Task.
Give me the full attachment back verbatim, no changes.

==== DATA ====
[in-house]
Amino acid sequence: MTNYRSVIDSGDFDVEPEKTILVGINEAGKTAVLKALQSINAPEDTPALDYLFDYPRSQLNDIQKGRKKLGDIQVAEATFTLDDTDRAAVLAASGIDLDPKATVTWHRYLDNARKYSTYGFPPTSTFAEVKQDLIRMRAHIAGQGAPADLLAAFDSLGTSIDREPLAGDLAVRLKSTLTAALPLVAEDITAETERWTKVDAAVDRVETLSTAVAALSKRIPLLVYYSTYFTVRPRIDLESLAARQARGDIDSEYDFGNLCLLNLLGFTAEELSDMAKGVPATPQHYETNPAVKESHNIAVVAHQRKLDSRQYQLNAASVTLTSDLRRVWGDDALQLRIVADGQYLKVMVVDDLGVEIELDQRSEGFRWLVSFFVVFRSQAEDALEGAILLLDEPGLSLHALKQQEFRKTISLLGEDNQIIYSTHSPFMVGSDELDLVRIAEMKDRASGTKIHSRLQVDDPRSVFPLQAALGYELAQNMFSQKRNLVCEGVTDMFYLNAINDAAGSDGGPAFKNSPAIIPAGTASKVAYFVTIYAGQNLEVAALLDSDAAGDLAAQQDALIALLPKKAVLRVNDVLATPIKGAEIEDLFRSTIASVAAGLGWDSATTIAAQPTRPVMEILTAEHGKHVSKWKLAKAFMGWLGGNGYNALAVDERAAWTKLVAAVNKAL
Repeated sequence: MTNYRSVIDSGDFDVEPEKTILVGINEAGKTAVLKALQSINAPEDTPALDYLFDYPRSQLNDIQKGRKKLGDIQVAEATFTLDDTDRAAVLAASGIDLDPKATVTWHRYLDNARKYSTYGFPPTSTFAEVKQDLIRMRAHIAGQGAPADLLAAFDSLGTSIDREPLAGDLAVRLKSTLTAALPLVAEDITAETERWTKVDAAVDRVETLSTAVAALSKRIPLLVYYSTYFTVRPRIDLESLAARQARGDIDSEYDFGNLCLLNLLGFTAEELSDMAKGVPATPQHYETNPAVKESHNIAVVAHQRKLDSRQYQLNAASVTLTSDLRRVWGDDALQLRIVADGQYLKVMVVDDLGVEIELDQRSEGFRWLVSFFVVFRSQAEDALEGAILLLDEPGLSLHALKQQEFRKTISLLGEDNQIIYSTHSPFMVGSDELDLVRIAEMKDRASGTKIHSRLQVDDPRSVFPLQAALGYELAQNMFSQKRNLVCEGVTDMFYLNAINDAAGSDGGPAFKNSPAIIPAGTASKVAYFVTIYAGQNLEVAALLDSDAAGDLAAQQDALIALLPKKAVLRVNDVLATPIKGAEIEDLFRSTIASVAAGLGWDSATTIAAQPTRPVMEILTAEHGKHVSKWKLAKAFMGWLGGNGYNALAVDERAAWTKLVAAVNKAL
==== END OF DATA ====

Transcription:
[in-house]
Amino acid sequence: MTNYRSVIDSGDFDVEPEKTILVGINEAGKTAVLKALQSINAPEDTPALDYLFDYPRSQLNDIQKGRKKLGDIQVAEATFTLDDTDRAAVLAASGIDLDPKATVTWHRYLDNARKYSTYGFPPTSTFAEVKQDLIRMRAHIAGQGAPADLLAAFDSLGTSIDREPLAGDLAVRLKSTLTAALPLVAEDITAETERWTKVDAAVDRVETLSTAVAALSKRIPLLVYYSTYFTVRPRIDLESLAARQARGDIDSEYDFGNLCLLNLLGFTAEELSDMAKGVPATPQHYETNPAVKESHNIAVVAHQRKLDSRQYQLNAASVTLTSDLRRVWGDDALQLRIVADGQYLKVMVVDDLGVEIELDQRSEGFRWLVSFFVVFRSQAEDALEGAILLLDEPGLSLHALKQQEFRKTISLLGEDNQIIYSTHSPFMVGSDELDLVRIAEMKDRASGTKIHSRLQVDDPRSVFPLQAALGYELAQNMFSQKRNLVCEGVTDMFYLNAINDAAGSDGGPAFKNSPAIIPAGTASKVAYFVTIYAGQNLEVAALLDSDAAGDLAAQQDALIALLPKKAVLRVNDVLATPIKGAEIEDLFRSTIASVAAGLGWDSATTIAAQPTRPVMEILTAEHGKHVSKWKLAKAFMGWLGGNGYNALAVDERAAWTKLVAAVNKAL
Repeated sequence: MTNYRSVIDSGDFDVEPEKTILVGINEAGKTAVLKALQSINAPEDTPALDYLFDYPRSQLNDIQKGRKKLGDIQVAEATFTLDDTDRAAVLAASGIDLDPKATVTWHRYLDNARKYSTYGFPPTSTFAEVKQDLIRMRAHIAGQGAPADLLAAFDSLGTSIDREPLAGDLAVRLKSTLTAALPLVAEDITAETERWTKVDAAVDRVETLSTAVAALSKRIPLLVYYSTYFTVRPRIDLESLAARQARGDIDSEYDFGNLCLLNLLGFTAEELSDMAKGVPATPQHYETNPAVKESHNIAVVAHQRKLDSRQYQLNAASVTLTSDLRRVWGDDALQLRIVADGQYLKVMVVDDLGVEIELDQRSEGFRWLVSFFVVFRSQAEDALEGAILLLDEPGLSLHALKQQEFRKTISLLGEDNQIIYSTHSPFMVGSDELDLVRIAEMKDRASGTKIHSRLQVDDPRSVFPLQAALGYELAQNMFSQKRNLVCEGVTDMFYLNAINDAAGSDGGPAFKNSPAIIPAGTASKVAYFVTIYAGQNLEVAALLDSDAAGDLAAQQDALIALLPKKAVLRVNDVLATPIKGAEIEDLFRSTIASVAAGLGWDSATTIAAQPTRPVMEILTAEHGKHVSKWKLAKAFMGWLGGNGYNALAVDERAAWTKLVAAVNKAL